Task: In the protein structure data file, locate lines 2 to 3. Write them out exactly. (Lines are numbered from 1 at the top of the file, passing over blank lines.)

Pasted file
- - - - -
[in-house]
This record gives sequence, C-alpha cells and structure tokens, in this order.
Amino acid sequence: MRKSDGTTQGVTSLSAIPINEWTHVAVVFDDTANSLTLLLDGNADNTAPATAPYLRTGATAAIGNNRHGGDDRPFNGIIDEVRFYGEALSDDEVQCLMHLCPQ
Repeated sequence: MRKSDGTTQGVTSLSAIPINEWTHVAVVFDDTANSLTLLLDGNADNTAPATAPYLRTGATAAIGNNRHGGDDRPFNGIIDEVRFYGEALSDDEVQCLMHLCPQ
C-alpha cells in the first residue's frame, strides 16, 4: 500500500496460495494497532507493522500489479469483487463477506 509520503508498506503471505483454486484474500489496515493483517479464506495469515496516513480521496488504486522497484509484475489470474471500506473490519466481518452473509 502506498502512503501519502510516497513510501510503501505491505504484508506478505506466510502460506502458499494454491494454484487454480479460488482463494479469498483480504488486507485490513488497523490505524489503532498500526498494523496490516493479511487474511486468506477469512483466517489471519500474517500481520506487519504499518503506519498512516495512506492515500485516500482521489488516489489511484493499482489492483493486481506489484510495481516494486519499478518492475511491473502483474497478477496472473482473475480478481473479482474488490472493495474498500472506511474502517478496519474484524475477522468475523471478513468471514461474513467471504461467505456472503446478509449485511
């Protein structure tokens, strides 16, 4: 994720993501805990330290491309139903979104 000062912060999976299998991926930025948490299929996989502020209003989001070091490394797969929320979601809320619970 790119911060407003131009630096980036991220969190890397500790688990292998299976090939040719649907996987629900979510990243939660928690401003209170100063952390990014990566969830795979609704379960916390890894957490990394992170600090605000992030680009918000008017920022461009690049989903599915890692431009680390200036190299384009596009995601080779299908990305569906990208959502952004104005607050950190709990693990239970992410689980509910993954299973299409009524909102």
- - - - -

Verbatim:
This record gives sequence, C-alpha cells and structure tokens, in this order.
Amino acid sequence: MRKSDGTTQGVTSLSAIPINEWTHVAVVFDDTANSLTLLLDGNADNTAPATAPYLRTGATAAIGNNRHGGDDRPFNGIIDEVRFYGEALSDDEVQCLMHLCPQ